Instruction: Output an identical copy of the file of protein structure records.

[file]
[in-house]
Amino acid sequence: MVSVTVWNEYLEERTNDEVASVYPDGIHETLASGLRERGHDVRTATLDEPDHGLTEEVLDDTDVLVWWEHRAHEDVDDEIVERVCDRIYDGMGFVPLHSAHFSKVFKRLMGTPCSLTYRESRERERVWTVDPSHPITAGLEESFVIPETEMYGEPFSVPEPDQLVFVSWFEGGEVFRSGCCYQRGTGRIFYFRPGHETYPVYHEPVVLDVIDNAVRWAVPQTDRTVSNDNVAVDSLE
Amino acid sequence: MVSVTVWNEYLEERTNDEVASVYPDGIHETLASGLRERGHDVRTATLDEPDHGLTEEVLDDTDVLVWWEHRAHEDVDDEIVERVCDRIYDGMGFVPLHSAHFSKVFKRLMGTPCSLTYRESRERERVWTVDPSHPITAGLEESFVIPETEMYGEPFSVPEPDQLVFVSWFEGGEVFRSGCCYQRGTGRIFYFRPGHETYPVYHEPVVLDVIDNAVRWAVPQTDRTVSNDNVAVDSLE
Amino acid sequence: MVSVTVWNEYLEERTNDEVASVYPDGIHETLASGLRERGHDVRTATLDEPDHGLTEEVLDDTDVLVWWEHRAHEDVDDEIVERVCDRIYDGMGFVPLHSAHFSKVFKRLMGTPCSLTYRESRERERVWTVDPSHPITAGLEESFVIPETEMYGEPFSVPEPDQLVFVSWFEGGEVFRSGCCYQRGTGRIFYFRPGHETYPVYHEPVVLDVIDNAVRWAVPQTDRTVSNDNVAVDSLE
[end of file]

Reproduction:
[in-house]
Amino acid sequence: MVSVTVWNEYLEERTNDEVASVYPDGIHETLASGLRERGHDVRTATLDEPDHGLTEEVLDDTDVLVWWEHRAHEDVDDEIVERVCDRIYDGMGFVPLHSAHFSKVFKRLMGTPCSLTYRESRERERVWTVDPSHPITAGLEESFVIPETEMYGEPFSVPEPDQLVFVSWFEGGEVFRSGCCYQRGTGRIFYFRPGHETYPVYHEPVVLDVIDNAVRWAVPQTDRTVSNDNVAVDSLE
Amino acid sequence: MVSVTVWNEYLEERTNDEVASVYPDGIHETLASGLRERGHDVRTATLDEPDHGLTEEVLDDTDVLVWWEHRAHEDVDDEIVERVCDRIYDGMGFVPLHSAHFSKVFKRLMGTPCSLTYRESRERERVWTVDPSHPITAGLEESFVIPETEMYGEPFSVPEPDQLVFVSWFEGGEVFRSGCCYQRGTGRIFYFRPGHETYPVYHEPVVLDVIDNAVRWAVPQTDRTVSNDNVAVDSLE
Amino acid sequence: MVSVTVWNEYLEERTNDEVASVYPDGIHETLASGLRERGHDVRTATLDEPDHGLTEEVLDDTDVLVWWEHRAHEDVDDEIVERVCDRIYDGMGFVPLHSAHFSKVFKRLMGTPCSLTYRESRERERVWTVDPSHPITAGLEESFVIPETEMYGEPFSVPEPDQLVFVSWFEGGEVFRSGCCYQRGTGRIFYFRPGHETYPVYHEPVVLDVIDNAVRWAVPQTDRTVSNDNVAVDSLE